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Bruce Ackerman bruce.ackerman at yale.edu
Ian Ayres ian.ayres at yale.edu
Corey Brettschneider corey_brettschneider at brown.edu
Mary Dudziak mary.l.dudziak at emory.edu
Joey Fishkin joey.fishkin at gmail.com
Heather Gerken heather.gerken at yale.edu
Abbe Gluck abbe.gluck at yale.edu
Mark Graber mgraber at law.umaryland.edu
Stephen Griffin sgriffin at tulane.edu
Jonathan Hafetz jonathan.hafetz at shu.edu
Jeremy Kessler jkessler at law.columbia.edu
Andrew Koppelman akoppelman at law.northwestern.edu
Marty Lederman msl46 at law.georgetown.edu
Sanford Levinson slevinson at law.utexas.edu
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Linda McClain lmcclain at bu.edu
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Deborah Pearlstein dpearlst at yu.edu
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David Super david.super at law.georgetown.edu
Brian Tamanaha btamanaha at wulaw.wustl.edu
Nelson Tebbe nelson.tebbe at brooklaw.edu
Mark Tushnet mtushnet at law.harvard.edu
Adam Winkler winkler at ucla.edu
The Window Dressing of "Minimalists Versus Visionaries"
Cass Sunstein has offered an erudite analysis of the division between the two wings of the Supreme Court’s hard core conservative bloc.
Alito and Roberts typically seek to preserve the court's precedents and to avoid theoretical ambition. By contrast, Scalia and Thomas are not cautious about jettisoning the court's precedents and rethinking them from the ground up. There are even deeper issues in the background. The visionaries trust "logic and reason" and are enthusiastic about occasional revolutions in constitutional law, if they can be grounded logically and reasonably. In a way, the visionaries sound more than a bit like Jeremy Bentham, who called for codification on the ground that the common law was frequently a chaotic mess of decisions, defying reason. By contrast, the minimalists are operating as literal conservatives, seeking to maintain continuity with what has been done before. In a sense, the minimalists are followers of the great traditionalists Edmund Burke and Michael Oakeshott, who distrusted abstract theory, sought to build on the past, and favored incremental change.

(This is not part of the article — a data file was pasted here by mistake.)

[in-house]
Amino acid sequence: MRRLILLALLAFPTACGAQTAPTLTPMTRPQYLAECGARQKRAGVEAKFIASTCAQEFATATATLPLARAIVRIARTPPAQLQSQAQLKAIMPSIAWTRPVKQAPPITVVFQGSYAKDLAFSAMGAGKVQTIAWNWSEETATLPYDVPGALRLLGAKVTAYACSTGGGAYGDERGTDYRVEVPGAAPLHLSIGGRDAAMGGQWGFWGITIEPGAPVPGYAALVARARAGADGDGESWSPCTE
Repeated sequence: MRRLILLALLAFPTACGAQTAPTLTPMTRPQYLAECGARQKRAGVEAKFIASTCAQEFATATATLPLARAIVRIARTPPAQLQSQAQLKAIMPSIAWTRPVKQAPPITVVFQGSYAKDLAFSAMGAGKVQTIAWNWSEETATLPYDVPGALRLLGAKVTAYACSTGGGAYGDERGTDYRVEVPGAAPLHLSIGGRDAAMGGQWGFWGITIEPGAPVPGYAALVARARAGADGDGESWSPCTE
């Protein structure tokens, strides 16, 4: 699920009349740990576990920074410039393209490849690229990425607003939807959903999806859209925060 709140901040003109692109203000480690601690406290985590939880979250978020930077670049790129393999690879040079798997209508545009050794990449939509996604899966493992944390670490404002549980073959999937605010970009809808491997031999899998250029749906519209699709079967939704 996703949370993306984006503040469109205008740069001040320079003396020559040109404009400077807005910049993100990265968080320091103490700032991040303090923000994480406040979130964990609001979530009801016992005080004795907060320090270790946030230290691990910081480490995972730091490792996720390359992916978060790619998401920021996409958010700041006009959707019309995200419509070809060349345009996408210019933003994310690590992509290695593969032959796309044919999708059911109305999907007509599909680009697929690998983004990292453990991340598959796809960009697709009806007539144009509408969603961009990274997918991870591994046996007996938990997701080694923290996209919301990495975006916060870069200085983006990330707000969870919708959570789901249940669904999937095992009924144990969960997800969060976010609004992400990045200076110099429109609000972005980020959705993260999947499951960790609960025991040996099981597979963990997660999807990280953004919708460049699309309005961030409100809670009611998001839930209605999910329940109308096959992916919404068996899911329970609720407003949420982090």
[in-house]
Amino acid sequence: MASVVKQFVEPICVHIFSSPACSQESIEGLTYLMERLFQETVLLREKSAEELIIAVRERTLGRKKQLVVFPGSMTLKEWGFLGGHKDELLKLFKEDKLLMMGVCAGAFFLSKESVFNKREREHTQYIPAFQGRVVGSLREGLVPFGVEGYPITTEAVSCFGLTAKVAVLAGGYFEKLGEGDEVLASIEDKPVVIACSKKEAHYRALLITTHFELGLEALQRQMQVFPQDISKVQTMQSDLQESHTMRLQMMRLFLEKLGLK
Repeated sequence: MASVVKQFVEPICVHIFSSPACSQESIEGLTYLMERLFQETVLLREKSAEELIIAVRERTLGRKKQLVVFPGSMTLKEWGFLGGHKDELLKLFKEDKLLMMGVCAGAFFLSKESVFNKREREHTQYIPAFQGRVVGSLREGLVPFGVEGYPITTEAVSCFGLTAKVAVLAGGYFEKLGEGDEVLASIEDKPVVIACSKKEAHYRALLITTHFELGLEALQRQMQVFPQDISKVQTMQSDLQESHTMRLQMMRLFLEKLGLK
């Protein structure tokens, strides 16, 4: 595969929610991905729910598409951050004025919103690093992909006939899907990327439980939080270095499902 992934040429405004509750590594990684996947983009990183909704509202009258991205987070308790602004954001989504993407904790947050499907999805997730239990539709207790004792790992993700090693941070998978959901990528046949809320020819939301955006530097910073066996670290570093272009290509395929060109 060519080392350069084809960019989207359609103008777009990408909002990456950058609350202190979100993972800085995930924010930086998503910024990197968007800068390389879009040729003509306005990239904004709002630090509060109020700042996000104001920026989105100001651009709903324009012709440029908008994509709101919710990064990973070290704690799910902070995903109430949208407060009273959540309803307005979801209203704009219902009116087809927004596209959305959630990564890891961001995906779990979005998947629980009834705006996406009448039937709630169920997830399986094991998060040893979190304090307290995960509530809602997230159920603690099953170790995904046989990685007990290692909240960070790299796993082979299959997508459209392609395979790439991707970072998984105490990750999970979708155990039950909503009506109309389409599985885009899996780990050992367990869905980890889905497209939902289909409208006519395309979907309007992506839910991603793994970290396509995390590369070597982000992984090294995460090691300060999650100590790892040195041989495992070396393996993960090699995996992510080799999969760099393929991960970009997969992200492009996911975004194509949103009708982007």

On an intellectual level, Sunstein’s contrast has plausibility, but on the gut level it seems to mischaracterize the situation. What really matters is contained in Sunstein’s next passage:
Notwithstanding these differences, it is both important and true that in every important case this term, the minimalists and the visionaries have agreed about the proper result. Roberts, Alito, Scalia, and Thomas have been operating a bit like the Four Horsemen of the Court's distant past -- not in the sense that their views are poorly reasoned (they aren't) or palpably wrong (they aren't), but in the sense that they vote together with real regularity, and in predictably conservative ways.
The key lesson to be taken from the Supreme Court’s decisions this term is not that conservatives are in control of the court—that was plain already—but that they are willing to aggressively exercise this control to further the conservative agenda.